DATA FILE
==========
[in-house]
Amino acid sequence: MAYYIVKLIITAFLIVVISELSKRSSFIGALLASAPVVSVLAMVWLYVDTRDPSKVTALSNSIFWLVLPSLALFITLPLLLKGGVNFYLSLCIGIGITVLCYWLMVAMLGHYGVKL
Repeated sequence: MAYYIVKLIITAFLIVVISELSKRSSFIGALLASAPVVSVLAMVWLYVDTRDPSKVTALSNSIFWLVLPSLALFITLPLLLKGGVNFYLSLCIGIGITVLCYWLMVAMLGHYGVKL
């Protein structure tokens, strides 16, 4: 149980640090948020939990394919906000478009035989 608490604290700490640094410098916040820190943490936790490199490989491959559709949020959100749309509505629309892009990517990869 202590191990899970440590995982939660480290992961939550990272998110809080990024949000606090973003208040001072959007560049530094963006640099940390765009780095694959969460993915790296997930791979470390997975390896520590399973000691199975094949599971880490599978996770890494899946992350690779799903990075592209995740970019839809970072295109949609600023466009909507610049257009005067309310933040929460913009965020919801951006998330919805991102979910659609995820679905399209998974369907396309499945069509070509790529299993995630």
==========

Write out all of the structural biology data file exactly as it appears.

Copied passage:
[in-house]
Amino acid sequence: MAYYIVKLIITAFLIVVISELSKRSSFIGALLASAPVVSVLAMVWLYVDTRDPSKVTALSNSIFWLVLPSLALFITLPLLLKGGVNFYLSLCIGIGITVLCYWLMVAMLGHYGVKL
Repeated sequence: MAYYIVKLIITAFLIVVISELSKRSSFIGALLASAPVVSVLAMVWLYVDTRDPSKVTALSNSIFWLVLPSLALFITLPLLLKGGVNFYLSLCIGIGITVLCYWLMVAMLGHYGVKL
């Protein structure tokens, strides 16, 4: 149980640090948020939990394919906000478009035989 608490604290700490640094410098916040820190943490936790490199490989491959559709949020959100749309509505629309892009990517990869 202590191990899970440590995982939660480290992961939550990272998110809080990024949000606090973003208040001072959007560049530094963006640099940390765009780095694959969460993915790296997930791979470390997975390896520590399973000691199975094949599971880490599978996770890494899946992350690779799903990075592209995740970019839809970072295109949609600023466009909507610049257009005067309310933040929460913009965020919801951006998330919805991102979910659609995820679905399209998974369907396309499945069509070509790529299993995630």